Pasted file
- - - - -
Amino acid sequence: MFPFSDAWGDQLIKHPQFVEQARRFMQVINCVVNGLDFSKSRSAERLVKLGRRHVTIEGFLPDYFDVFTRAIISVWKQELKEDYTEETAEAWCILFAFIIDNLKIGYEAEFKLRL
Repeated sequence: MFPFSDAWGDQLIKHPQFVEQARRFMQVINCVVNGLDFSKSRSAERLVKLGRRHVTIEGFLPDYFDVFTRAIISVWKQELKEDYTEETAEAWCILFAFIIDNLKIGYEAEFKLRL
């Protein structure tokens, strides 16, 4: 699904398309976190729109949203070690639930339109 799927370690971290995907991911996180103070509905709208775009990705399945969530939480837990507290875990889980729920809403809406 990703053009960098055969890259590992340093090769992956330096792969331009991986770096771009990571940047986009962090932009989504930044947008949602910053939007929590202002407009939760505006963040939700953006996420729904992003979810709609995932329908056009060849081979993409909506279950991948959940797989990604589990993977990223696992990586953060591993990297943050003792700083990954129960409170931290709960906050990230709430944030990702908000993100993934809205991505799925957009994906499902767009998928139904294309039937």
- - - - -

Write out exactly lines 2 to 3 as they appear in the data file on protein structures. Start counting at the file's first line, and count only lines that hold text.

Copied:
Repeated sequence: MFPFSDAWGDQLIKHPQFVEQARRFMQVINCVVNGLDFSKSRSAERLVKLGRRHVTIEGFLPDYFDVFTRAIISVWKQELKEDYTEETAEAWCILFAFIIDNLKIGYEAEFKLRL
């Protein structure tokens, strides 16, 4: 699904398309976190729109949203070690639930339109 799927370690971290995907991911996180103070509905709208775009990705399945969530939480837990507290875990889980729920809403809406 990703053009960098055969890259590992340093090769992956330096792969331009991986770096771009990571940047986009962090932009989504930044947008949602910053939007929590202002407009939760505006963040939700953006996420729904992003979810709609995932329908056009060849081979993409909506279950991948959940797989990604589990993977990223696992990586953060591993990297943050003792700083990954129960409170931290709960906050990230709430944030990702908000993100993934809205991505799925957009994906499902767009998928139904294309039937």